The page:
“Can You Ever Forgive Me?”

Let me begin with “I loved this film, and I can’t think of a thing that would improve it.” From the acting to the storyline to the music to the pacing and the cinematography ~ all facets of “Can You Ever Forgive Me?” worked to warm the heart to these flawed characters. And characters they are. Melissa McCarthy is Oscar-worthy as real-life author Lee Israel. And Richard Grant is brilliant and equally award-worthy as Jack Hock ( his name, he reminds us  rhymes with “cock” ), Lee’s seemingly insouciant partner in crime.

Marielle Heller directs and Amy Nauiokas is the producer. Women power to be sure! Cinematographer Brandon Trust gives us a 1990’s upper West New-York neighborhood before gentrification. Writers Nicole Holofcener and Jeff Whitty round out the superb contributors to a film about a dissatisfied New York writer, who though she wrote her way to the New York Times Best Seller’s list, could not secure an advance to complete a Fanny Brice bio. she wished to write. Retaining her fame was hard, and her NYT ‘s best seller is seen reduced by seventy-five percent and languishing on a bookseller’s sale table.

Now, almost penniless, Lee drinks and grumbles. Her surly “fuck-offs” alienate her from her agent, played with just the right caring frustration by Jane Curtin. 

Since her rise with her biography of Dorothy Kilgallen, Lee is now reduced to loving a cat that doesn’t reciprocate and scamming a coat checker to stay warm. Even her long-time  vet is asking for cash up front. Her down and almost out status, gives us a chance to meet the super of her apartment building and see Lee’s kinder side. McCarthy is wonderful at capturing myriad emotions with just the look of an eye or a lip pulled more tightly.

The screenplay allows its viewers to read between the lines. Lee is observant, but judgmental. She is lonely, but stand-offish. She is witty, but a “mean girl”. She is unlikeable, but we understand and forgive her. The film’s title is  also the title of Lee’s own memoir which she borrowed from an invented quip she gave Dorothy Parker after supposed drunken behavior. You see, Lee has been forging addendum to literary figures’ prized memorabilia. We learn , along with Lee, how profitable selling to collectors can be, especially if the artifacts are embellished.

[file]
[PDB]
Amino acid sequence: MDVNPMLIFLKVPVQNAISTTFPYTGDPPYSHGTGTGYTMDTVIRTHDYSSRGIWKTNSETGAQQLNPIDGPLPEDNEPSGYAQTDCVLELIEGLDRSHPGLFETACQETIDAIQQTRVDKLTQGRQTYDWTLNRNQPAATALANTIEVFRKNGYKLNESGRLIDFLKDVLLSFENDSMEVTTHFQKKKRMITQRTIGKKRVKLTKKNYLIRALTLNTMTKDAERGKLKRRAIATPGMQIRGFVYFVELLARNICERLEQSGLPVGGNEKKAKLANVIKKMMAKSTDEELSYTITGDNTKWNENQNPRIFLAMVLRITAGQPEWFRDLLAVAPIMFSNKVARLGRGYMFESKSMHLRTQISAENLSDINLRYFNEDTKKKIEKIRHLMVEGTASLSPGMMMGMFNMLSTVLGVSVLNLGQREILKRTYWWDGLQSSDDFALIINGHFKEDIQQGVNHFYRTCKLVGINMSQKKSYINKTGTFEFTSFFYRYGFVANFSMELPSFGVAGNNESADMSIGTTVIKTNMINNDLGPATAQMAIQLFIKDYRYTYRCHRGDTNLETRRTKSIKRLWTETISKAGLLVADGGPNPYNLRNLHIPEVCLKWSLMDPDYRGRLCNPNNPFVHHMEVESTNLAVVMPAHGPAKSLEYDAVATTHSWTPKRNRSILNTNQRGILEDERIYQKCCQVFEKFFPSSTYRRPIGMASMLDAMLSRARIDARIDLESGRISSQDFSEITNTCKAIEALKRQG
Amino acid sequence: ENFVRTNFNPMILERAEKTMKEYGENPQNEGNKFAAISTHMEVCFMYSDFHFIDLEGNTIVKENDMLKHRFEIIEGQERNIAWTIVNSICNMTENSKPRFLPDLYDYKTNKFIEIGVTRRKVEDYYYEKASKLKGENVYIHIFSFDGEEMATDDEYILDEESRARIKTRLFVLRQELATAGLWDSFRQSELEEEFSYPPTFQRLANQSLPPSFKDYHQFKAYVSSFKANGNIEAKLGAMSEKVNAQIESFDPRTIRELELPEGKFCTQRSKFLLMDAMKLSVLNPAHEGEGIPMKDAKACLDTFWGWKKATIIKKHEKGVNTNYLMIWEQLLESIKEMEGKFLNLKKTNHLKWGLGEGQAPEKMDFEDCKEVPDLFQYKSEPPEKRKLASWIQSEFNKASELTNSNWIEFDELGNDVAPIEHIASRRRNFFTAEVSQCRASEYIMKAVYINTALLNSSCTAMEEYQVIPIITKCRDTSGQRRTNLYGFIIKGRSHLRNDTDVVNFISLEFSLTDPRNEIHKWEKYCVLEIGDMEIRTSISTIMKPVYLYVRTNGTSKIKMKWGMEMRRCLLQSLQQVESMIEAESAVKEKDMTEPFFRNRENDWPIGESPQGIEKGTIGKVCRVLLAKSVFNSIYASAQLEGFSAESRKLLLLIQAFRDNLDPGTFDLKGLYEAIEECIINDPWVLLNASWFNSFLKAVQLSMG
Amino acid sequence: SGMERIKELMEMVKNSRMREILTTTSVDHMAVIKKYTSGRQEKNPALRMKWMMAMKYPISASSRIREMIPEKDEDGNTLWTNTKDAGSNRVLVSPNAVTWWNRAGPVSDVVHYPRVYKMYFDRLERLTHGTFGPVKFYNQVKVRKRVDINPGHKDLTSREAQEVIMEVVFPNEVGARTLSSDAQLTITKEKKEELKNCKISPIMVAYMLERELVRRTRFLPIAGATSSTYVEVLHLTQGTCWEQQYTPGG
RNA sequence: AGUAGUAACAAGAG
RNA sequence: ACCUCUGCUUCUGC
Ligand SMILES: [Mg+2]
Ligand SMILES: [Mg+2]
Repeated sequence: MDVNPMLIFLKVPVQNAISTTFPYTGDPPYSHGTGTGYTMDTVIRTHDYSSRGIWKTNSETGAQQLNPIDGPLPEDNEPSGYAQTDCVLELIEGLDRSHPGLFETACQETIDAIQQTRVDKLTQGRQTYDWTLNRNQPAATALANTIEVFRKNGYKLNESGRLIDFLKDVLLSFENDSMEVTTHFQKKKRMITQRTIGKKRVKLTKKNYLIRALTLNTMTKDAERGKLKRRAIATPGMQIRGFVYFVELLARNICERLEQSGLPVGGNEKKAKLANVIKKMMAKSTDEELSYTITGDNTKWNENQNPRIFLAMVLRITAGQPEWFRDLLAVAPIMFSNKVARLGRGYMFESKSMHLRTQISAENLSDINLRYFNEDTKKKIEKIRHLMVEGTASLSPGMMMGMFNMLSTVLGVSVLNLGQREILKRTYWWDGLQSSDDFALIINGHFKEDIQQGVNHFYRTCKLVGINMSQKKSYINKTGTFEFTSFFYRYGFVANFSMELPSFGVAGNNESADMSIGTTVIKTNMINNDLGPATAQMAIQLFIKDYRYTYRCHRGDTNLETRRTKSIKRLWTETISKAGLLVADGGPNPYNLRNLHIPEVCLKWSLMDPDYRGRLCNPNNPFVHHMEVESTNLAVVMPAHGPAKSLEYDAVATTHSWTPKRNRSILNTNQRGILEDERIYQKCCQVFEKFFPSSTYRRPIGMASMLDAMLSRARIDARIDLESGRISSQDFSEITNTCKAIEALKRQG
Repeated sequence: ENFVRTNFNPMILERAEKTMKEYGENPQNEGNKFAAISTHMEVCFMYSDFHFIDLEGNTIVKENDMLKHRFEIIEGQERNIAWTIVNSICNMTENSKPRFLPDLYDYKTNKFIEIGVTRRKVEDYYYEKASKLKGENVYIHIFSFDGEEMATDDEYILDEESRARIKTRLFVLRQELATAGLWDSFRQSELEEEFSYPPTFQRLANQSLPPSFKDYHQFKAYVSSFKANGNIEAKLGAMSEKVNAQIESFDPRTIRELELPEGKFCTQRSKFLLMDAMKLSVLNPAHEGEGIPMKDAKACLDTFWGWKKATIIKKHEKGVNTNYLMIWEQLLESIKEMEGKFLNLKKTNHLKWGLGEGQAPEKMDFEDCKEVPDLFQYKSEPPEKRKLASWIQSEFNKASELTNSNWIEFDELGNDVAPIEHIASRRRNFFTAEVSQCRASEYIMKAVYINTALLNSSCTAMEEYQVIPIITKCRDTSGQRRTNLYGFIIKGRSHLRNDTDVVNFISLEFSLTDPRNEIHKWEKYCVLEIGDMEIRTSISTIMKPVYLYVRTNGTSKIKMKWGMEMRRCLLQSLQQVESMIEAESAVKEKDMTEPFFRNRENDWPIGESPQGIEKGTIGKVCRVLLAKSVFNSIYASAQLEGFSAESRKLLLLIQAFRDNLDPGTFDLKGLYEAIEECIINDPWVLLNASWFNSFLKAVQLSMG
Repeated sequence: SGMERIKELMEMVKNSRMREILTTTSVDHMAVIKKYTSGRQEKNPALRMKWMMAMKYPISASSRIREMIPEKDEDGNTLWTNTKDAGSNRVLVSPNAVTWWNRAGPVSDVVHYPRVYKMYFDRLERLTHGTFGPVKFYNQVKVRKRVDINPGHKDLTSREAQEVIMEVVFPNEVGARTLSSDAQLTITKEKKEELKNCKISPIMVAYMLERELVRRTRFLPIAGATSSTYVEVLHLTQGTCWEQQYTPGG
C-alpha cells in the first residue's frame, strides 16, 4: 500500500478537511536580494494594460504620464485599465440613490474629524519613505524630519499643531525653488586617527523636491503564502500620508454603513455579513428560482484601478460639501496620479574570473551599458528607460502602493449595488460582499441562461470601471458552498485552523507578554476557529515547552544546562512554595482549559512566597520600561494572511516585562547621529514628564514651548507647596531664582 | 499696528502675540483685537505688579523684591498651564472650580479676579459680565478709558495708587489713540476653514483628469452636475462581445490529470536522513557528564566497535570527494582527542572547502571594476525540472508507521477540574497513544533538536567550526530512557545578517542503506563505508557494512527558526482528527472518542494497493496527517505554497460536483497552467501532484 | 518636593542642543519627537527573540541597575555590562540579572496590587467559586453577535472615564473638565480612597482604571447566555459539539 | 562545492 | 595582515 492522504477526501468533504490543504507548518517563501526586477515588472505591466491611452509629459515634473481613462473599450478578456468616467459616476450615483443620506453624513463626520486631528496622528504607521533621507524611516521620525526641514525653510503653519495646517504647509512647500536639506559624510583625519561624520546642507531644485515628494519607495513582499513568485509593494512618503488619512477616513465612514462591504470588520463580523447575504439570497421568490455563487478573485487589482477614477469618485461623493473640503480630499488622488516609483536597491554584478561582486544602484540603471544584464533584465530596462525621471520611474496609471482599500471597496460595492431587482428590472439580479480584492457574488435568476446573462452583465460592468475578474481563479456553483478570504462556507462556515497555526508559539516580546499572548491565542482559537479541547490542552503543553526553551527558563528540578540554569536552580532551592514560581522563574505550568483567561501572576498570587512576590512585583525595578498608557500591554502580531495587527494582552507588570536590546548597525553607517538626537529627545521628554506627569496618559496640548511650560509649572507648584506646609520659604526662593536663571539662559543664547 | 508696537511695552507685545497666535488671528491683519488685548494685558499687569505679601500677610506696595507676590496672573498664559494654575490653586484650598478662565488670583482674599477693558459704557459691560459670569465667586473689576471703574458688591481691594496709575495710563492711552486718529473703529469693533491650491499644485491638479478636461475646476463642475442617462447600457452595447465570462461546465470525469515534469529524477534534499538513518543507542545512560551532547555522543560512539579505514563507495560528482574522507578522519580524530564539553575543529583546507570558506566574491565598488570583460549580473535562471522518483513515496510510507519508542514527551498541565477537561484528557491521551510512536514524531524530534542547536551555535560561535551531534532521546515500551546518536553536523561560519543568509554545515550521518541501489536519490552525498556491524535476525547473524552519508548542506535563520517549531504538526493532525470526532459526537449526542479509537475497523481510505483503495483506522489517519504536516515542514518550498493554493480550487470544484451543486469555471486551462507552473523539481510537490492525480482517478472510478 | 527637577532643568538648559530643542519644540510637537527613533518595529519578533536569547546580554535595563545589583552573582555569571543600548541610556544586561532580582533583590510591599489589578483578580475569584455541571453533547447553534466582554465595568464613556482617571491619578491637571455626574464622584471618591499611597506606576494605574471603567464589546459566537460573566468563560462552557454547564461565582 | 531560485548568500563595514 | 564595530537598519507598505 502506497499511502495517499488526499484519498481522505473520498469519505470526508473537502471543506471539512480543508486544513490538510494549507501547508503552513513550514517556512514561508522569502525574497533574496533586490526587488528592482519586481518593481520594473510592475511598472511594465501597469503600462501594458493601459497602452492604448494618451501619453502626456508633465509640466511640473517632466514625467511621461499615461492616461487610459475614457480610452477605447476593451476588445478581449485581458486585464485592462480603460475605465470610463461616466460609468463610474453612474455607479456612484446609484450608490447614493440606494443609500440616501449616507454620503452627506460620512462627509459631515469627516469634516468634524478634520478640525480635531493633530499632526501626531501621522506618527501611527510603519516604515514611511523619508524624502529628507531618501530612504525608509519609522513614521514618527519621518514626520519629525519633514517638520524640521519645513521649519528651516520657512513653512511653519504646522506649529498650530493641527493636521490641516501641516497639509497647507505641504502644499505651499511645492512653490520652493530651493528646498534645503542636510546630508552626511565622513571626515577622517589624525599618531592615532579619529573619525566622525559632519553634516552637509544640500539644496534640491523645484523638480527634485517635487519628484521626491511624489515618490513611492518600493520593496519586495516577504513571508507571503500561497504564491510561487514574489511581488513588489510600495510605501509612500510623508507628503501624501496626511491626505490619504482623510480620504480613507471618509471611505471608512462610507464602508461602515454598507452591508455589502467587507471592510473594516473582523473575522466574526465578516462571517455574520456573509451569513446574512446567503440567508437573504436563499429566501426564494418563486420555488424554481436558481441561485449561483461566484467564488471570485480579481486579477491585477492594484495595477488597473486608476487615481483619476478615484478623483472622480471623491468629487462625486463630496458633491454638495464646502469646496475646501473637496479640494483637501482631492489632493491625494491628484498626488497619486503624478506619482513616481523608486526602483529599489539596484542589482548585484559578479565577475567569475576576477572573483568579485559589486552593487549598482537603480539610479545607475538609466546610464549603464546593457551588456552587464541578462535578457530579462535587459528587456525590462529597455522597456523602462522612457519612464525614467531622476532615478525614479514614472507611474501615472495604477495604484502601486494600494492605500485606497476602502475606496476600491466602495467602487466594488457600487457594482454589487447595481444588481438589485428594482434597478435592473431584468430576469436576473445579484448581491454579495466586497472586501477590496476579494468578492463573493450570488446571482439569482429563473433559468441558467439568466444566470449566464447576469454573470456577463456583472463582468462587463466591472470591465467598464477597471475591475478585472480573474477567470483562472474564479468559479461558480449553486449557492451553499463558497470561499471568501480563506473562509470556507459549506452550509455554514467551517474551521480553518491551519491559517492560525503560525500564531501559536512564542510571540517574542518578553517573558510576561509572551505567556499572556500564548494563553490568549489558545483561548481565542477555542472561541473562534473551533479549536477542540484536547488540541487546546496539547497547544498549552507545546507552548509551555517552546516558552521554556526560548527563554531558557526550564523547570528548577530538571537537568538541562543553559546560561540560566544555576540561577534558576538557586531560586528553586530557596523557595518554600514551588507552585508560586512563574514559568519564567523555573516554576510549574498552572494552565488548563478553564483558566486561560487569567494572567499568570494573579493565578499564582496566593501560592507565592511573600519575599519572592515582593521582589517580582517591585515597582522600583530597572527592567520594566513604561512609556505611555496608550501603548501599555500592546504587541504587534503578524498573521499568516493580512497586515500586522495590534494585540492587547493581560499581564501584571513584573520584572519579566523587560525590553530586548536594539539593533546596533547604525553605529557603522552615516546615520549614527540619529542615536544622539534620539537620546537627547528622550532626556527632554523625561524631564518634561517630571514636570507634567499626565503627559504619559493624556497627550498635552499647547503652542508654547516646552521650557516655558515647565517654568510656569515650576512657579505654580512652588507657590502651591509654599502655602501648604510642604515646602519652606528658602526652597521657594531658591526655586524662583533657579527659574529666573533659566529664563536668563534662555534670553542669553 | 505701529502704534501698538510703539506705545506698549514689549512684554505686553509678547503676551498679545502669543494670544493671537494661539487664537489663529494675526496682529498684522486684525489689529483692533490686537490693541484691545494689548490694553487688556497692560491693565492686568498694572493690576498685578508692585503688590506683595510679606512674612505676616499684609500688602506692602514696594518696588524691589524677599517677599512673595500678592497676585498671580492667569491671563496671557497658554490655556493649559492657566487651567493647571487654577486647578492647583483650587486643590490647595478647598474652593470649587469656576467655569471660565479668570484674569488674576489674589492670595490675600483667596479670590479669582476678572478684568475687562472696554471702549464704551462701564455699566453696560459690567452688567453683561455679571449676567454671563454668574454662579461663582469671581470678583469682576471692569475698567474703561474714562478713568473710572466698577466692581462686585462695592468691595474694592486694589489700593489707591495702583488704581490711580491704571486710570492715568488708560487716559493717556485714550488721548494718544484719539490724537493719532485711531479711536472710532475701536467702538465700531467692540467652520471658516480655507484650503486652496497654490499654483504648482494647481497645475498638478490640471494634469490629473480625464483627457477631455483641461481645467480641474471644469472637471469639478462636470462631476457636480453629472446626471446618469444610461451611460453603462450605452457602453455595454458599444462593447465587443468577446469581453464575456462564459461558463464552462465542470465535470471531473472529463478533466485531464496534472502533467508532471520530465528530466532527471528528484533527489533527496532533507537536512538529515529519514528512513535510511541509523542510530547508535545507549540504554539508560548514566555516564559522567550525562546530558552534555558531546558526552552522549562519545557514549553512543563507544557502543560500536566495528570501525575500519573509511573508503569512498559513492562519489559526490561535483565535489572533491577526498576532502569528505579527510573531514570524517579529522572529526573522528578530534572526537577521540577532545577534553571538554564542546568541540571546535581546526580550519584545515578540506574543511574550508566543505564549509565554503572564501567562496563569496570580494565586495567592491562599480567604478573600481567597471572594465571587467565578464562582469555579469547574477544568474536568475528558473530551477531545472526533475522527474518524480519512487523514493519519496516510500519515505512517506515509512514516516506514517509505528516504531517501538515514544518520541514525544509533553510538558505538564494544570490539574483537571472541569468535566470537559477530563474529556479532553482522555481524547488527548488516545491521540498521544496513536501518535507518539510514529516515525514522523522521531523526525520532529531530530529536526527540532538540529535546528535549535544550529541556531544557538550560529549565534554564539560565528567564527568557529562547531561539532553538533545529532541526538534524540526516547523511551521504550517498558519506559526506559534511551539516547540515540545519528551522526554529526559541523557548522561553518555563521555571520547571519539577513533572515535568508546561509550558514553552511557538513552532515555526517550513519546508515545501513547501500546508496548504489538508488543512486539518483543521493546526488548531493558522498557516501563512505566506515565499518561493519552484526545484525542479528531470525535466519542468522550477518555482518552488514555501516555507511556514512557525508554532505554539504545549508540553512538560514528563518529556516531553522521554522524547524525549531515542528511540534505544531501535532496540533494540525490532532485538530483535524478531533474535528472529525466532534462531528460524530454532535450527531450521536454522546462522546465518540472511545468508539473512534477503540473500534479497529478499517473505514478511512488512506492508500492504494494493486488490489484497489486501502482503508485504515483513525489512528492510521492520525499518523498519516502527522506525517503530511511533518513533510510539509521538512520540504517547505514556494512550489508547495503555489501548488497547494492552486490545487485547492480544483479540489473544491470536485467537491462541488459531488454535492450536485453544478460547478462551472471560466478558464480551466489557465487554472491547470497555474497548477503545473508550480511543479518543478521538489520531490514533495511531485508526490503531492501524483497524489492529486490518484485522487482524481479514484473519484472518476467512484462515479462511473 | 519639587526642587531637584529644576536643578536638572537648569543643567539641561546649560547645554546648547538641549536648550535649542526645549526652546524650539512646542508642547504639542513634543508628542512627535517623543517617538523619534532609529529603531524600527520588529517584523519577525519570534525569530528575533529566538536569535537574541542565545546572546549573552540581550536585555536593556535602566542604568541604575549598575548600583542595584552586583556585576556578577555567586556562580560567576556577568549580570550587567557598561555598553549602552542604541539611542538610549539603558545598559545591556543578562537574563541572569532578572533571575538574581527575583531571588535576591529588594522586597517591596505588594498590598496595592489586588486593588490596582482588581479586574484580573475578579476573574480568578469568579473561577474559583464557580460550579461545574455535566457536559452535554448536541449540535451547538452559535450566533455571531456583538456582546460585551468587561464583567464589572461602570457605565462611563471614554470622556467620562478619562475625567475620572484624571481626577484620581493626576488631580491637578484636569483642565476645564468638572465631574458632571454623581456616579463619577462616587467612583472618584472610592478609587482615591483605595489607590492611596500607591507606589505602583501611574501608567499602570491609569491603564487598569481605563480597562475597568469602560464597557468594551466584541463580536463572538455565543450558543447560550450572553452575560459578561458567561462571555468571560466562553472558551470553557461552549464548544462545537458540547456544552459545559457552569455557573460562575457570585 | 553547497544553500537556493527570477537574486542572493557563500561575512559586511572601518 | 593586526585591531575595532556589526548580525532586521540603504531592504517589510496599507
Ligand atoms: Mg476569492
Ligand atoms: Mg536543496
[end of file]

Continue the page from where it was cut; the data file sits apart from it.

One such Lee Israel add-on actually made it into Noel Coward’s biography. Julie Andrews was fraudently said to be “ quite attractive since she dealt with a monstrous English overbite.” 

Enter Richard Grant, Dolly Wells, Anna Smith, Stephen Spinella, and Ben Falcone ( McCarthy’s actual husband ) to add to one of the best supporting casts seen in film this year. No character study is complete without the insight of friends and foes. While Lee is peddling her spiced-up forgeries, one lonely bookstore owner shows an intellectual and a romantic interest in Lee. Lee apologizes, but declines: “ I’m not good at social clues.”

Later, we meet Lee’s former girlfriend, Elaine, ( Anna Smith ). Elaine gives us her backstory of  being exhausted talking Lee off the ledge. She talks like someone who has had hours of therapy herself. Elaine tells Lee that she tried, but Lee was too self- involved, too miserable, and too trust adverse. Lee’s lawyer ( Spinella) is equally honest and forthright, but his kindly touch is abraded in familiar fashion. It is only Jack whose friendship lasts, and he  agrees to let Lee write about their literary crimes. “ Make me with perfect skin, and don’t make me sound stupid,” he jokes. 

“Can You Ever Forgive Me?” is well-paced and uses music to wonderful effect. “ Oh, What A Hit We Made!”  both speaks for Lee and Richard, and for the film itself. When Israel states that “ she was a better Dorothy Parker than Dorothy Parker”, moviegoers will agree with her caustic wit and remember the pain that called it forth. Kudos all.